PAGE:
One purpose of fencing is simply to add to the appearance and value of a property, according to the website Handy Canadian. You should consider certain factors prior to installing decorative fencing on private property. Always have the area to be fenced checked for the presence of underground utilities. Ensure that the fencing is strictly within the property line and doesn’t extend onto another person’s land. Building permit requirements and local zoning laws need to be checked to make sure that the type of fencing you’re considering is up to standard.
The purpose of livestock fencing is instrumental in determining the type of fencing that suits, according to ranching-with-sheep.com. Because livestock fencing comes in many different types, determine the livestock species and purpose to help choose the appropriate fencing options. Some types include cross fencing, perimeter fencing, portable fencing, and corral and handling fencing.
Dividing a paddock into smaller sizes within the entire perimeter constitutes cross fencing, according to ranching-with-sheep.com. Installed secondarily to the perimeter, it serves to keep troublesome livestock confined in the main perimeter even if they escape the confines of the cross fencing. Cross fencing can either be made temporarily with wire or installed more permanently once the best layout has been determined.
Perimeter fencing generally encases the entire area designated by the landowner for livestock. Usually the first fencing installed on the property, its purpose is to keep livestock in and potential predators out. Consequently, perimeter fencing is permanent and may be considered a land improvement investment.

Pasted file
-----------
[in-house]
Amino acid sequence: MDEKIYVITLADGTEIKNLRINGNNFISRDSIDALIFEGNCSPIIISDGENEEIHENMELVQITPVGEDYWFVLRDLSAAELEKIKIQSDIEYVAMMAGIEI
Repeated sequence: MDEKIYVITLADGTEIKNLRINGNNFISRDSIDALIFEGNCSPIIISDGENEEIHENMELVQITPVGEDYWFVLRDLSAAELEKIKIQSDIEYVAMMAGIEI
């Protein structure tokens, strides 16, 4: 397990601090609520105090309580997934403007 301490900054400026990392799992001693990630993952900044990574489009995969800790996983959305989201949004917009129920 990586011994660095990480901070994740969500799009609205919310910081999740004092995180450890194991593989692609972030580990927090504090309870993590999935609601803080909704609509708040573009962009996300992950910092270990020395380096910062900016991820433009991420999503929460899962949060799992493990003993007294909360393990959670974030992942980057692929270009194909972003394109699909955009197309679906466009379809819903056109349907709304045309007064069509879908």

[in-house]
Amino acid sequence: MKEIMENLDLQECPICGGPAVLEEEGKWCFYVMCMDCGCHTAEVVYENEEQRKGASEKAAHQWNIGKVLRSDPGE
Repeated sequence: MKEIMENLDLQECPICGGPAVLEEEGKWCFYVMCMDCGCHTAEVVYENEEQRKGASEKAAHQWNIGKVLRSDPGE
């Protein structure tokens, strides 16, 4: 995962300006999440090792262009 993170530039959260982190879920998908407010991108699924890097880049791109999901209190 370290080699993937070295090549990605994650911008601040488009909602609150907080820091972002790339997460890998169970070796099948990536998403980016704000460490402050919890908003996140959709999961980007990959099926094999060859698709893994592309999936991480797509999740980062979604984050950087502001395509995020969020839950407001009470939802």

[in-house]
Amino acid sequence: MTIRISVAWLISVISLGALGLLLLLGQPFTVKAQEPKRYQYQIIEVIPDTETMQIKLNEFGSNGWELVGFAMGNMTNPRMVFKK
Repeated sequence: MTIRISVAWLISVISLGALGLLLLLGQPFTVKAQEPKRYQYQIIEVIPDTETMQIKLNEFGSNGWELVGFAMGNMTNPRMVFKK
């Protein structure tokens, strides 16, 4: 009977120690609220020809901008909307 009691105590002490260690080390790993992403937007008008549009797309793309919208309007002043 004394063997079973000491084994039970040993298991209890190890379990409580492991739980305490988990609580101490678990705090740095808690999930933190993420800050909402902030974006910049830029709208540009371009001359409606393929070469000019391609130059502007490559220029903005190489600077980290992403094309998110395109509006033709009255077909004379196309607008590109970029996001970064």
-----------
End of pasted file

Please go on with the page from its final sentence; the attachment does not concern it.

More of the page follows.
Portable fencing is designed to be movable. Consequently, portable fencing may be used for different purposes, according to the ranching-with-sheep.com. You can use it to separate different types of livestock temporarily, and it can be used interchangeably depending on the changing number of livestock or for limiting winter feed areas.
Corral and Handling Fencing
Corral/handling fencing serves the primary purpose of fencing a relatively small area intended to control livestock. Because these areas are high-pressure and high-traffic (i.e.: the loading and unloading of livestock), they must be safe and secure areas, and can be more costly to fence than other areas. Most areas that are fenced for corral/handling purposes are not used for routine living areas and are most likely in use only a few times a year.